(4) Method-Specific Control

Even more control is possible in certain circumstances. For instance, the threaded generation of AO density-fitted integrals involves a memory requirement proportional to the number of threads. This requirement may exceed the total memory of a small-memory node if all threads are involved in the generation of these integrals. For general DF algorithms, the user may specify:

set MODULE_NAME df_ints_num_threads n

to explicitly control the number of threads used for integral formation. Setting this variable to 0 (the default) uses the number of threads specified by the set_num_threads() Psithon method or the default environmental variables.

Command Line Options

PSI4 can be invoked with no command line arguments, as it takes as input by default the file “input.dat” and directs output by default to “output.dat”. The set of three commands below are completely equivalent, while the fourth is, perhaps, the most common usage.

psi4 -i input.dat -o output.dat
psi4 input.dat output.dat

psi4 descriptive_filename.out

Command-line arguments to PSI4 can be accessed through psi4 --help.

-a, --append

Append results to output file. Default: Truncate first

-h, --help

Display the command-line options and usage information.

-i <filename>, --input <filename>

Input file name. Default: input.dat

-o <filename>, --output <filename>

Output file name. Use stdout as <filename> to redirect to the screen. Default: output.dat

-m, --messy

Leave temporary files after the run is completed.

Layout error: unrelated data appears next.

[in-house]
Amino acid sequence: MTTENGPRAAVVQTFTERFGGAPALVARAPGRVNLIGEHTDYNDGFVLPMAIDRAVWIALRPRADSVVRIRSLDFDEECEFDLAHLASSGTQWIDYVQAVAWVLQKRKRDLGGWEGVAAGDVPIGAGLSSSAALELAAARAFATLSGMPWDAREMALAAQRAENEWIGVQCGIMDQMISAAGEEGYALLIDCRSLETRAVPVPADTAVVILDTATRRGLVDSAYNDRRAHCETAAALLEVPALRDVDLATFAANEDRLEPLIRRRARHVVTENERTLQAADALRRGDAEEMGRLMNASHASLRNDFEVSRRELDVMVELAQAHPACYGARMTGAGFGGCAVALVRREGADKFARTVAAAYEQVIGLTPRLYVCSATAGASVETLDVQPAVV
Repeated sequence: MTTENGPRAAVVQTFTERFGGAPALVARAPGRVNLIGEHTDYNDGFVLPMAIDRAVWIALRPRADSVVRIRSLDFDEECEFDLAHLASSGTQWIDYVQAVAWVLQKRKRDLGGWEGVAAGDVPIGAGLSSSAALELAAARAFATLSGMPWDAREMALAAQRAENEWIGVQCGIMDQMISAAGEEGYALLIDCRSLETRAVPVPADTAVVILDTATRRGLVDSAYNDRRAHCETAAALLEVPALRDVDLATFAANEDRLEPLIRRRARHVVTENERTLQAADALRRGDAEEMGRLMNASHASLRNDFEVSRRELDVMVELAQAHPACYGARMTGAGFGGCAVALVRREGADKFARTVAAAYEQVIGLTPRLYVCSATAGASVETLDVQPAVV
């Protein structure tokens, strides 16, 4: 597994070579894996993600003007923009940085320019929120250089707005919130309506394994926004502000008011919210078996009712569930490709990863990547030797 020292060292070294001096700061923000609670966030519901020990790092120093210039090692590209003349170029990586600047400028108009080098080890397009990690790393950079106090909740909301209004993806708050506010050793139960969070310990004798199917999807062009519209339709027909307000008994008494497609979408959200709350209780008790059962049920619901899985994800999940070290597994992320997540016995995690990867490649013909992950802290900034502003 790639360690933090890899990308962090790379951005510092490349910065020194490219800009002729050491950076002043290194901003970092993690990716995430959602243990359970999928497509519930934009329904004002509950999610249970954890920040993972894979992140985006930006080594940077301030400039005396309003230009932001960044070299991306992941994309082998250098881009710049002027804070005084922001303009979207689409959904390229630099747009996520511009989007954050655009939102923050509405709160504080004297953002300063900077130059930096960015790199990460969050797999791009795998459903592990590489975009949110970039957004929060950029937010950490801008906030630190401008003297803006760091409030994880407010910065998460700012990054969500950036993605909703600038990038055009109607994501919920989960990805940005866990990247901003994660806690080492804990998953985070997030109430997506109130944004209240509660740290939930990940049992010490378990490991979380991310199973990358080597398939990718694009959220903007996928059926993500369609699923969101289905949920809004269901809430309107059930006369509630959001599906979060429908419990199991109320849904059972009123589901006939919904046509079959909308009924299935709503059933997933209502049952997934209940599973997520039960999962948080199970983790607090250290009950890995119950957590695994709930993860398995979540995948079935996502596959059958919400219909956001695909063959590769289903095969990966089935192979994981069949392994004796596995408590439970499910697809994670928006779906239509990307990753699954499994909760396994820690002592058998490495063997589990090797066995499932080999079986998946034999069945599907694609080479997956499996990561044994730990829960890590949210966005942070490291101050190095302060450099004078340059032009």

-n <threads>, --nthread <threads>

Number of threads to use (overrides OMP_NUM_THREADS)

--new-plugin <name>

Creates a new directory <name> with files for writing a new plugin. An additional argument specifies a template to use, for example: --new-plugin name +mointegrals. See Sec. Plugins: Adding New Functionality to PSI4 for available templates.

-p <prefix>, --prefix <prefix>

Prefix for psi files. Default: psi

-v, --verbose

Print a lot of information

-d, --debug

Flush the outfile at every fprintf. Default: true iff --with-debug

-V, --version

Print version information.

-w, --wipe

Clean out scratch area.

Environment Variables

These environment variables will influence PSI4’s behavior.


Number of threads to use by operations with Intel threaded BLAS libraries.


Do access nested DGEMM in OpenMP sections in DFMP2 for multi-socket platforms. This is very low-level access to OpenMP functions for experienced programmers. Users should leave this variable unset or set to False.


Number of threads to use by modules with OpenMP threading.


Path for executables. To run Kállay’s MRCC program (see MRCC), the dmrcc executable must be in PATH


Directory where scratch files are written. Overrides settings in ~/.psi4rc.


Path in which the Python interpreter looks for modules to import. For PSI4, these are generally plugins (see Plugins: Adding New Functionality to PSI4).